The experimental setup consists of an ATTiny85 that receives signals over its serial port, and outputs the received bits by flashing an LED. This LED is attached to a plastic tube filled with water. On the receiving end, another ATTiny85 reads the voltage level of a photodiode placed in the other end of the tube. When the ADC detects voltage over a certain level, it toggles a pin connected to the serial RX pin.

Hooking the setup to a pair of terminals, [Mike] was able to successfully transmit 9600 baud serial data through a tube full of water with just an LED and a small microcontroller. To verify the success, he ran the test again with an air-filled tube instead, which failed. In doing so, he proved that the water was doing the work.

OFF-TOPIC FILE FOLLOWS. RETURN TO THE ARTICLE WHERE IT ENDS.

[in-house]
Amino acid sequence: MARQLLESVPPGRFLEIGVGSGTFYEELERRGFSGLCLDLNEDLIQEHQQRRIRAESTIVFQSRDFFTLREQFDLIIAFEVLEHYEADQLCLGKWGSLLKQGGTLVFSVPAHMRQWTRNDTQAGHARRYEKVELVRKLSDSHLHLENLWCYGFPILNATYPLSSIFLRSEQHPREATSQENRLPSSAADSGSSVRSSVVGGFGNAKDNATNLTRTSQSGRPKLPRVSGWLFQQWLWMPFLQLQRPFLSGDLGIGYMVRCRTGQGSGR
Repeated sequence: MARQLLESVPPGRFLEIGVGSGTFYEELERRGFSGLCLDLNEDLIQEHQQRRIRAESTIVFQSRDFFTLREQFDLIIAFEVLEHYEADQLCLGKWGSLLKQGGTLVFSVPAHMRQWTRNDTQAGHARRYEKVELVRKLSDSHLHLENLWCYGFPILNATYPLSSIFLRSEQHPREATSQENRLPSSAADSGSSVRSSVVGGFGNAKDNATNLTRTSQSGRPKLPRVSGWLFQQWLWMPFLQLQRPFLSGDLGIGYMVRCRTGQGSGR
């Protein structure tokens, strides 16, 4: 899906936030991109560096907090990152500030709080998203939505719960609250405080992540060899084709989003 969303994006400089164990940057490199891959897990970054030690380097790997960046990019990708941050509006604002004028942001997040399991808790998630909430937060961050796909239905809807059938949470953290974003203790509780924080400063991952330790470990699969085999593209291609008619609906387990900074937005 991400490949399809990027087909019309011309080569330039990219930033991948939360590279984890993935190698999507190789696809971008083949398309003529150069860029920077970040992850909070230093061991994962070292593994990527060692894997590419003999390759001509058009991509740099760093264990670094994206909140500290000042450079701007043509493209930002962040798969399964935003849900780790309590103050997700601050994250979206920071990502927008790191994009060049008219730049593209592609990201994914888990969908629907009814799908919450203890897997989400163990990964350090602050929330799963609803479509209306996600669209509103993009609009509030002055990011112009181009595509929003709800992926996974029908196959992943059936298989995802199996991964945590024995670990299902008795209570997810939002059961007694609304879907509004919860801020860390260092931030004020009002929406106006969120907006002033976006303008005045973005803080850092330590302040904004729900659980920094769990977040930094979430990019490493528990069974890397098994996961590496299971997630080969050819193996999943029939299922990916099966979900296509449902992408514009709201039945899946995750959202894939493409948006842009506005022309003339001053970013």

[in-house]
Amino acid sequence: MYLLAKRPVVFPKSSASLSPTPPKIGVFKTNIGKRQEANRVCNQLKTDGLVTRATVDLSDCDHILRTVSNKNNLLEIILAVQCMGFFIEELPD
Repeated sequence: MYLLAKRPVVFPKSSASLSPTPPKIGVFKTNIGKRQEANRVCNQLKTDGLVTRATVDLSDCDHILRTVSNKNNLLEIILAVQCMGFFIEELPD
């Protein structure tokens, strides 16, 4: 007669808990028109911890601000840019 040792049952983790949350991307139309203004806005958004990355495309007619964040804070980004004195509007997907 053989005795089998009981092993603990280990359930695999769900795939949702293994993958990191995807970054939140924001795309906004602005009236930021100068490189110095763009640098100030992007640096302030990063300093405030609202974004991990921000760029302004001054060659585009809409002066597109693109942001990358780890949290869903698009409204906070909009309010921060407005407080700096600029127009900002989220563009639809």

We’ve seen other optical data hacks, too – like this awesome laser ethernet build. Video after the break.

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Pour Yourself A Glass Of 100,000 Volts

You’d be hard pressed to find a hacker or maker who doesn’t have a soft spot for the tantalizing buzz and snap of a high voltage spark gap, but it remains the sort of project that most of us don’t take on personally. There’s a perceived complexity in building a device capable of shooting a proper spark through several inches of open air, with connotations of exotic components and massive hand-wound coils. Plus, nobody wants to inadvertently singe off their eyebrows.

While the latest video from [Jay Bowles] might not assuage anyone’s fear of performing impromptu electrolysis, it does at least prove that you don’t need to have a laboratory full of gear to produce six figure voltages. In fact, you don’t even need much in the way of electronics: the key components of this DIY Marx generator are made with little more than water and some household items.